- from Great Depression
The years from 1920 to 1929 are often called the Roaring ’20s. World War I had recently ended, and people just wanted to have fun.
Everyone danced wild new dances, such as the Charleston, and listened to a wailing new music called jazz. “Talkie” movies replaced silent films, and people flocked to theaters to watch them. At home, they listened to an exciting invention called the radio. Business was booming, with more and more new products coming to the marketplace. Instead of saving their money to buy new things, many people bought on credit instead. They paid a portion of the price, with a promise to pay the rest in parts called installments.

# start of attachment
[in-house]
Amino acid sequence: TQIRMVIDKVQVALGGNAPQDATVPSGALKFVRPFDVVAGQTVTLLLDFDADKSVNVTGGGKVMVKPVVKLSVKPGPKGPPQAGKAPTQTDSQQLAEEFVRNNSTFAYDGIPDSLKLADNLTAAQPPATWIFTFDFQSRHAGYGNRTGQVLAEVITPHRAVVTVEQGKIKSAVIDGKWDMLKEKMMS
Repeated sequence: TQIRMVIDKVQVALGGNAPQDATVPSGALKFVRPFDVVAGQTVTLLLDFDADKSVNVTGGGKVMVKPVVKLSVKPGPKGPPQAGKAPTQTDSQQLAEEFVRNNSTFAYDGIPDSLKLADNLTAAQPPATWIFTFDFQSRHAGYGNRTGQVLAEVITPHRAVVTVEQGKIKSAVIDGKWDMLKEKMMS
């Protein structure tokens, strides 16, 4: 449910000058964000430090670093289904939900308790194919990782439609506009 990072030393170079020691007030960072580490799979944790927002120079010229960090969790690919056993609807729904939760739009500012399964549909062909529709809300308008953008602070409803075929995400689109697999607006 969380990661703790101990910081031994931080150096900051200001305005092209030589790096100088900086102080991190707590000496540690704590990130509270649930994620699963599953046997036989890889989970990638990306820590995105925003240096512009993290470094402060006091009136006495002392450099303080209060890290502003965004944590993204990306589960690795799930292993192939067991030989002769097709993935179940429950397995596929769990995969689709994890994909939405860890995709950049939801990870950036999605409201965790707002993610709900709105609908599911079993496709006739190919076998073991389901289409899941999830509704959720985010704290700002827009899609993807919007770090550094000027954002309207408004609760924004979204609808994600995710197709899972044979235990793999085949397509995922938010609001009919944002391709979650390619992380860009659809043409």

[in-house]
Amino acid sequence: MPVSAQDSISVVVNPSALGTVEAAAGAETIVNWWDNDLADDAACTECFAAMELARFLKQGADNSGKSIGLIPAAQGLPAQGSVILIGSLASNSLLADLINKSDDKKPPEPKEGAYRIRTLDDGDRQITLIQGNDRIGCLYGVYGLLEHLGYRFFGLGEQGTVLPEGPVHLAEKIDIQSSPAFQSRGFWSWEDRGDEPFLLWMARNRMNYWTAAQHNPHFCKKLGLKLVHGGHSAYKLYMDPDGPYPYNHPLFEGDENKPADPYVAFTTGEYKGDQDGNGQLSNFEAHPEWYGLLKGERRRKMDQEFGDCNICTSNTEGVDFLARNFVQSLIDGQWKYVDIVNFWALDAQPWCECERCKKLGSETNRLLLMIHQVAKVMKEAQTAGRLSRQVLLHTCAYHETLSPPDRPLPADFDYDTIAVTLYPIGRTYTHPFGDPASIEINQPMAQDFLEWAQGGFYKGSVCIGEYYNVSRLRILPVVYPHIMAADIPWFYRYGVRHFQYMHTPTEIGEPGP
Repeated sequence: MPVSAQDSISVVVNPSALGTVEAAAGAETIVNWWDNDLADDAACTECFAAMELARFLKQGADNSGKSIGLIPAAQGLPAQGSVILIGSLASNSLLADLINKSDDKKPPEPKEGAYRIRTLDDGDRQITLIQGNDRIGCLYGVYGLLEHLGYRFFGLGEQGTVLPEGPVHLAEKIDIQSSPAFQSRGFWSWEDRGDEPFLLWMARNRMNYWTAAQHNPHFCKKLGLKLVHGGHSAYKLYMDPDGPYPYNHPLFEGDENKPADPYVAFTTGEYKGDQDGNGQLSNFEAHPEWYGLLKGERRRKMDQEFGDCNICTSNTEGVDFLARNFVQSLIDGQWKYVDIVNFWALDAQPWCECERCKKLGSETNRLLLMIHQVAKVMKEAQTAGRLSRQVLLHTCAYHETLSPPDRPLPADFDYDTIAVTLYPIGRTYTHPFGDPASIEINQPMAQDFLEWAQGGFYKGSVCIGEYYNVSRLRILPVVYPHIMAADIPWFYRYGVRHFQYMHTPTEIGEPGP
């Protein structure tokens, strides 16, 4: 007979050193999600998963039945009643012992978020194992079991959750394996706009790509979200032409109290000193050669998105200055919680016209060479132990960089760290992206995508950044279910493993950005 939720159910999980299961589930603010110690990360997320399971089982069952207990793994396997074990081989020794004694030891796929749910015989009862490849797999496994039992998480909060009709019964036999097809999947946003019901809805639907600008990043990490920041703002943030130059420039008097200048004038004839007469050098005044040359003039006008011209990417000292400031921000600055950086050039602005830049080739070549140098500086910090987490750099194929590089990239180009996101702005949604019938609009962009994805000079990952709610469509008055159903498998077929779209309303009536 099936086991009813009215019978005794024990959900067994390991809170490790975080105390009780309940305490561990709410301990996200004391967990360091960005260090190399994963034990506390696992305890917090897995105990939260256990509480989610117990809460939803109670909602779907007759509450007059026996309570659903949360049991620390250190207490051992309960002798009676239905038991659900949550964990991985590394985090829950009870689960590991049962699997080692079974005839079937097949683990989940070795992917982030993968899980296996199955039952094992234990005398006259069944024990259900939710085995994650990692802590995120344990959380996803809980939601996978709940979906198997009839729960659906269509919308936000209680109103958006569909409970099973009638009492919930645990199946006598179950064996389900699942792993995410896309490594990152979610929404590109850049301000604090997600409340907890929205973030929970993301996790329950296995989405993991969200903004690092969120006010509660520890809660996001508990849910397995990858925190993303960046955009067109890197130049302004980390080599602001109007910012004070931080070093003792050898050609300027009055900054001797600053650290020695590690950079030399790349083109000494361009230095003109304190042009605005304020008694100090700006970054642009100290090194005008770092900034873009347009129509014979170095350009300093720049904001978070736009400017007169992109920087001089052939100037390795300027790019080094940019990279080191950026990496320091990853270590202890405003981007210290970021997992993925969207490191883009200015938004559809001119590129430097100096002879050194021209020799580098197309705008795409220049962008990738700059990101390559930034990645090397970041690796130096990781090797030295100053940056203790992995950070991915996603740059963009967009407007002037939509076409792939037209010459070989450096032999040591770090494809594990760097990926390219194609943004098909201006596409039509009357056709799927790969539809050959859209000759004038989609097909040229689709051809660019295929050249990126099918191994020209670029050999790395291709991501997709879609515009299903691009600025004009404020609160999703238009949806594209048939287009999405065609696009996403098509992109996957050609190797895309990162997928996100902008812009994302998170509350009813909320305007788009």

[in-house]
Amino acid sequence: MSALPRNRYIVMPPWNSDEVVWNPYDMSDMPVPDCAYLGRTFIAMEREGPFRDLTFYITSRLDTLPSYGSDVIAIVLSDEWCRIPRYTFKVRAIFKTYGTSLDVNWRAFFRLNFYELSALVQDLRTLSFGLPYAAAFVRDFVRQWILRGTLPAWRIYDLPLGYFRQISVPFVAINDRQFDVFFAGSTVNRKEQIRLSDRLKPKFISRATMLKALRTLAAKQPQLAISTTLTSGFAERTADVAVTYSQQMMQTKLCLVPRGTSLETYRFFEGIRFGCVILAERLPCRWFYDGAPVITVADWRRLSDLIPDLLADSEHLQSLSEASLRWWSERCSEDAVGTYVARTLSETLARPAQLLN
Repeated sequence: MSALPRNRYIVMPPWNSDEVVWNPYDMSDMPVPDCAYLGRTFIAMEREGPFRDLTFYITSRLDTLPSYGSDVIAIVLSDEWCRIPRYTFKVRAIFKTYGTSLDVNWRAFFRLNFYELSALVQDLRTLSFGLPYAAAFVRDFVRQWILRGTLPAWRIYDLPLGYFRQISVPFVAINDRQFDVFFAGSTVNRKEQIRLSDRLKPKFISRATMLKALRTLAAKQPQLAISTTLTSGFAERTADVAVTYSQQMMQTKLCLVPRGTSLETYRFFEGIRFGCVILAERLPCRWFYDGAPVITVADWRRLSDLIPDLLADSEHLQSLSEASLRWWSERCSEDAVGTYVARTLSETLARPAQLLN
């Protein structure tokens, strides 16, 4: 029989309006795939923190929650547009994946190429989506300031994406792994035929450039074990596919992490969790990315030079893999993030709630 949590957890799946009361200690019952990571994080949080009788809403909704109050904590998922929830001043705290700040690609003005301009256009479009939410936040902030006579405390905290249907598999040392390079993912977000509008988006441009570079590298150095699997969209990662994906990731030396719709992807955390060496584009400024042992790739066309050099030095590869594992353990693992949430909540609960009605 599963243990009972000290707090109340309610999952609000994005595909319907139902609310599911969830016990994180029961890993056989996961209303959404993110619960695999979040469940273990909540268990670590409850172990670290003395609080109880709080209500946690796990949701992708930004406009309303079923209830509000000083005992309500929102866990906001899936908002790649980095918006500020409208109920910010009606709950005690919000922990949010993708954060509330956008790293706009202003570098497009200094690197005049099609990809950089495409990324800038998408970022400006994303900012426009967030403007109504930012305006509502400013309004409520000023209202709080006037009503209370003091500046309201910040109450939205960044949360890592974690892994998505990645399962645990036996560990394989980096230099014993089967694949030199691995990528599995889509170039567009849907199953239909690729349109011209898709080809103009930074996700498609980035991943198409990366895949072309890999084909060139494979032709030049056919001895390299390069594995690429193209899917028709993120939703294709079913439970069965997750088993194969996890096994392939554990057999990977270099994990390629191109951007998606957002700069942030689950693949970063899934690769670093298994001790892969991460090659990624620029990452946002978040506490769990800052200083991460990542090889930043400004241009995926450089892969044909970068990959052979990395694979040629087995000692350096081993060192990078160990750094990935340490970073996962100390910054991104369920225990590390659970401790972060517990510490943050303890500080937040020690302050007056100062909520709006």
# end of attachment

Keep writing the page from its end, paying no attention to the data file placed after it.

In the fall of 1929, however, the good times came crashing to a halt. Many businesses closed or started producing less, and workers were laid off from their jobs or had their salaries reduced. Money was in short supply, and a lot of people were suddenly much poorer than they had been before. They couldn’t even afford to make the payments on the products they purchased on installment plans. The Great Depression had begun.